You learn a lot about school and life when you talk to so many teenagers that already view their short lives as a failure. Patterns emerge. Dots are connected. It becomes easier to understand how a sixteen year old can become apathetic toward education in general. I get why they assume learning isn’t for them. At that point in their lives they have become accustomed to failure. An F here and an F there leads to another and another. Then some serious life event happens or a bout of depression halts their momentum and everything hits the fan. Whether reality or perceived, basic needs aren’t met and the additional pressures of school are either too much for the child to handle or attempts to push through are done so in vain because the benchmarks required for success are not met.

When you work in a school it easy to understand “the game”. Go here. Do these things. Write this down. Remember these steps. Apply this skill in this way. Because it is so easy to understand how to “win” at school, it is even easier to assume that every child should understand how to do the same thing. When you interview 1,000 failures, it becomes clear that not everyone understands how to win. Not everyone understands that they can win or that they might even want to consider trying to win.

It is much easier to have empathy for someone when you realize your job is to invite them into an educational experience instead of forcing someone to comply with a series of directives they derive no meaning from. Empathy builds relationships which allow you access to share your own experiences which can then motivate an individual to change for the better. Once they have bought in, you can then teach them the game and show them that anyone can win and that they should want to win.

We operated that way for a while – bringing kids in to experience education in a different way. Something happened, though. I could show kids how not to fail. I could teach kids to pass classes and raise GPA’s. But that was still using the old definition of success. If a graduate came back two years later to say hi, but wasn’t in school and wasn’t working and had no prospects of either happening in the near future, we failed. Interviewing a 1,000 failures taught me to think differently about what success and ultimately the goal of school should be.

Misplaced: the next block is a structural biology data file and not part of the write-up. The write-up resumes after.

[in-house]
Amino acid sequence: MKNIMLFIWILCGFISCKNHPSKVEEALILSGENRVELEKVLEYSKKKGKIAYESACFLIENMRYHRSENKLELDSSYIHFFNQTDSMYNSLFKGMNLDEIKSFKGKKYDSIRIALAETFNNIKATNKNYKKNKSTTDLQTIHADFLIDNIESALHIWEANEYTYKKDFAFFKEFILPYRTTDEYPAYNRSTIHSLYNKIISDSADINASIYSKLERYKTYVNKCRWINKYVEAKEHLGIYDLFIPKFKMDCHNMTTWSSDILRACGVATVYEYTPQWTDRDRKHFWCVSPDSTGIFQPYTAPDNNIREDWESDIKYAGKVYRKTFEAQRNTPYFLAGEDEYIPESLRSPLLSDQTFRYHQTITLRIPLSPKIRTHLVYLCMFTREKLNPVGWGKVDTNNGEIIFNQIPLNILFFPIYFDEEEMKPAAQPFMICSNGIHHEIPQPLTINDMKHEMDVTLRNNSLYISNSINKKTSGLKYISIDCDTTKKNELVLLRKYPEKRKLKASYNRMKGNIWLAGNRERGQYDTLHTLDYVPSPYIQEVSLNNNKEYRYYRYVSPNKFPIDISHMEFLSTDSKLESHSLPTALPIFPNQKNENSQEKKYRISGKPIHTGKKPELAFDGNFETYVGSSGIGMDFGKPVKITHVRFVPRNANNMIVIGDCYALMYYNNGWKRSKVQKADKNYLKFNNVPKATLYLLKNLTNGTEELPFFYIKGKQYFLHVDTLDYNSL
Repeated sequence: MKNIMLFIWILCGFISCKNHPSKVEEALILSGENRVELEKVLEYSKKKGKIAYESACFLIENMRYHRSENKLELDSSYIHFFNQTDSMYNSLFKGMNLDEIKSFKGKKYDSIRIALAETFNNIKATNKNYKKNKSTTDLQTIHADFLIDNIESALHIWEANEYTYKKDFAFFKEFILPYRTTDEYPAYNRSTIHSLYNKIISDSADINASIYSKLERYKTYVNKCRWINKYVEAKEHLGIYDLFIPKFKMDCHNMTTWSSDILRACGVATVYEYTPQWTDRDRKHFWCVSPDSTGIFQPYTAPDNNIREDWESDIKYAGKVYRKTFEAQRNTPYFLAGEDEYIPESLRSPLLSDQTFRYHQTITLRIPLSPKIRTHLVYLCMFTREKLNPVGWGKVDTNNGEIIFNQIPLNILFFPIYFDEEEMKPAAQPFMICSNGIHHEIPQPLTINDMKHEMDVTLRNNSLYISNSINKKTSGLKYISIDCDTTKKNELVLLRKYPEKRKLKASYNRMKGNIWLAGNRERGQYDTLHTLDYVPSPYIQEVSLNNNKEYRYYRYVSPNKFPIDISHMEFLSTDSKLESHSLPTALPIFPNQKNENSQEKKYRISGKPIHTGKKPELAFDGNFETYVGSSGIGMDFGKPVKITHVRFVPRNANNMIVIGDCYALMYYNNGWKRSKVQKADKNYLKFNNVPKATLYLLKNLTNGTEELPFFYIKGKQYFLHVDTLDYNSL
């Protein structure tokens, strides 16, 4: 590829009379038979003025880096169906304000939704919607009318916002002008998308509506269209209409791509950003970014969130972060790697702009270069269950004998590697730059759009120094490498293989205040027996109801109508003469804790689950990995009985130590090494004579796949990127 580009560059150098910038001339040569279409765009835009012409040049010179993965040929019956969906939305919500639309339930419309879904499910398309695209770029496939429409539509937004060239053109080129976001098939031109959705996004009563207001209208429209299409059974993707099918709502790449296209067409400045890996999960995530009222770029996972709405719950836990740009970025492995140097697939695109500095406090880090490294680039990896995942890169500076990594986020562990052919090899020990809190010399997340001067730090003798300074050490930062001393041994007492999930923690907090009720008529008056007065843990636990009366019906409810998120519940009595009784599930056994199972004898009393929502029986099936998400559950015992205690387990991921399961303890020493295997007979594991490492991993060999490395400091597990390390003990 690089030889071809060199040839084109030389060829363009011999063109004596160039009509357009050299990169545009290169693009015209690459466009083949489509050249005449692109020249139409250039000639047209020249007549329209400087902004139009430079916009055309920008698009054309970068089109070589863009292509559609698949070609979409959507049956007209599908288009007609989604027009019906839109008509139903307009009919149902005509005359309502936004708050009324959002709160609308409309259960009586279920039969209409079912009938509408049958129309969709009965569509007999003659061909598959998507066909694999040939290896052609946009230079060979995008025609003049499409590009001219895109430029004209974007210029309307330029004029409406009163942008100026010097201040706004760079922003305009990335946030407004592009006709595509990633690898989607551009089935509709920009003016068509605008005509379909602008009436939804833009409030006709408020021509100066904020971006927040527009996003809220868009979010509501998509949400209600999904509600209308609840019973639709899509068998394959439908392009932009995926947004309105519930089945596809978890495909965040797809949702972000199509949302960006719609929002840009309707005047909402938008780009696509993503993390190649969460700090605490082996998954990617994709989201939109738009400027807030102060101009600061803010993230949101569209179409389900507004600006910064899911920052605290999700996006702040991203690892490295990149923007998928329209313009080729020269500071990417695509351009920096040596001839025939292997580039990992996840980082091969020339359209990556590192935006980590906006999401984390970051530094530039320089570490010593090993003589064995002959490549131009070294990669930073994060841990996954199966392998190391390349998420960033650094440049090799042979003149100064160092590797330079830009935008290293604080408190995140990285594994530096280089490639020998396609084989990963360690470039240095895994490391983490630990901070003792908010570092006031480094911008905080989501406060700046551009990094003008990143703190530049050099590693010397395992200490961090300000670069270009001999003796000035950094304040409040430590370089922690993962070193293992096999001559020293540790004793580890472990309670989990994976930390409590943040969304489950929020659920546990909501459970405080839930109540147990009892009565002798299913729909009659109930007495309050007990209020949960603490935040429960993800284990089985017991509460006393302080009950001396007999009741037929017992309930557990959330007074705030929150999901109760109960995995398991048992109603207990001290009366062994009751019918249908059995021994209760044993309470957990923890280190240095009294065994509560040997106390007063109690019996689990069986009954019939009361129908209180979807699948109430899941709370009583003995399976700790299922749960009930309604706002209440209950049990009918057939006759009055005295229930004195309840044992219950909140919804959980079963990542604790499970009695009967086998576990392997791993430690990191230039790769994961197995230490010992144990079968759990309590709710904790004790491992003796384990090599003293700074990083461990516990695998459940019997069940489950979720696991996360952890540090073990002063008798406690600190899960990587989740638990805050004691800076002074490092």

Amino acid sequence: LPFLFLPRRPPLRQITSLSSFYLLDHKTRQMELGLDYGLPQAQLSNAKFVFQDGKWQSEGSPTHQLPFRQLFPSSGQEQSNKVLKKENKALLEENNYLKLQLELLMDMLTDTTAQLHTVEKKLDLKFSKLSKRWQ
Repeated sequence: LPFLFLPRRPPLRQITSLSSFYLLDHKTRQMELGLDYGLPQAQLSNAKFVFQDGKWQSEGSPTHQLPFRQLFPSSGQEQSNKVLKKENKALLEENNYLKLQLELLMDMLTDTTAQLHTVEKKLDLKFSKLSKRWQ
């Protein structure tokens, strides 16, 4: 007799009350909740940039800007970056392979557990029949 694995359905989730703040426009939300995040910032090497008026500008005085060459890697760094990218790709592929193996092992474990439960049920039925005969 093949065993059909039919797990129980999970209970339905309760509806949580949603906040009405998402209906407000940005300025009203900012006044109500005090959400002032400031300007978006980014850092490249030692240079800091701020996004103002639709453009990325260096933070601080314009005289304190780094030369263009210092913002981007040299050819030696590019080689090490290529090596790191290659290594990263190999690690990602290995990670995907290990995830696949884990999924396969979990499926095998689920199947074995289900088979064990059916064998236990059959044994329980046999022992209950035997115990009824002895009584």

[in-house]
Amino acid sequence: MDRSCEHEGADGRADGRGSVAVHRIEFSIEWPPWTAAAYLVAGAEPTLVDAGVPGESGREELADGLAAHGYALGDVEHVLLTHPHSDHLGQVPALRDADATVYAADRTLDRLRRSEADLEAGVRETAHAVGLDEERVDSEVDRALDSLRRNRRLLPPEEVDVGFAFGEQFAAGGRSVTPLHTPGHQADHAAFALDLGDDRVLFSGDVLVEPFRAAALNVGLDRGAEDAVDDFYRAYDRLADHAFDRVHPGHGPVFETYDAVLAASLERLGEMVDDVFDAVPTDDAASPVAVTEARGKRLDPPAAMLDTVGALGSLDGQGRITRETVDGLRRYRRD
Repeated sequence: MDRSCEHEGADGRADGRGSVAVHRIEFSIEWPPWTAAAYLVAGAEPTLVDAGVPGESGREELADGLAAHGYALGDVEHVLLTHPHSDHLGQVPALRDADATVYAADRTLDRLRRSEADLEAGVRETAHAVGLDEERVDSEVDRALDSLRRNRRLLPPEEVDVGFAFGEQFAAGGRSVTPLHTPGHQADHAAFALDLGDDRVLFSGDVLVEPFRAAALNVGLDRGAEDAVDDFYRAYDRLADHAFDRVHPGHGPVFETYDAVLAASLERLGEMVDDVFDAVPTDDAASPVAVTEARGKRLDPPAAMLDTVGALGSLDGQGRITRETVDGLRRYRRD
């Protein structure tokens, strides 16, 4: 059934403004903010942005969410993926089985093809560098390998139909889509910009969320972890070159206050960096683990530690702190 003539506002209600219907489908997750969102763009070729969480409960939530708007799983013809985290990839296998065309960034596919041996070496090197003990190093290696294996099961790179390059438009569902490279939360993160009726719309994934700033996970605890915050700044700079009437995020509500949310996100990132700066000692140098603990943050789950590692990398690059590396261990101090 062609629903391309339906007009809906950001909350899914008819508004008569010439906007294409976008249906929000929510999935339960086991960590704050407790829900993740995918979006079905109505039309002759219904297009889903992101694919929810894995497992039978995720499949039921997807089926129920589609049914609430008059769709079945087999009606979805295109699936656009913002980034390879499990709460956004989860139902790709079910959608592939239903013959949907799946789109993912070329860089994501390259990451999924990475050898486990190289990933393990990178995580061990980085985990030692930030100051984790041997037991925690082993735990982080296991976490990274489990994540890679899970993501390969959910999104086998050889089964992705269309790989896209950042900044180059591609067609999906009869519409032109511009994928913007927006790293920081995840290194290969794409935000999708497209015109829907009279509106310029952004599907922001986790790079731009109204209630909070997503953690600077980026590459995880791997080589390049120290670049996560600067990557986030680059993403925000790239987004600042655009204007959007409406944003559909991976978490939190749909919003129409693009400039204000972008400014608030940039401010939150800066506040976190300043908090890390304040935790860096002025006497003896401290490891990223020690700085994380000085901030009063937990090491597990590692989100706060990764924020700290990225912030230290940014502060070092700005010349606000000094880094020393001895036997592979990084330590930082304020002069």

The point of school is to grow a child into a high functioning adult that has marketable skills (or access to additional education to obtain or refine a marketable skill) that they can take into the marketplace to provide an appropriate level of income for themselves and potential future family members. Throughout that process hundreds of other small skills are taught in themes (things we call classes). While those hundreds of small skills have value, the emphasis is on larger skills that span a variety of traditional content areas and career tracks. These skills end up narrowing down to what are known as the Deeper Learning Competencies.

I have interviewed about 200 seventeen year old future trades workers that knew they were going into a trade and decided by their junior year of high school that there was nothing of value left for them to learn in school. In a traditional view of student success, I kind of agree with them. Passing Algebra 2 or Physics probably wouldn’t add much value to their lives. However, If the metric for success is focused more on marketable skill attainment, then they had a lot to learn. All of them could have been better problem solvers. All of them could have communicated more effectively. All of them could have benefited from working together with a group of people that thought differently than them. All of them could have begun working through mastering the content that they would need to possess to succeed in their intended fields.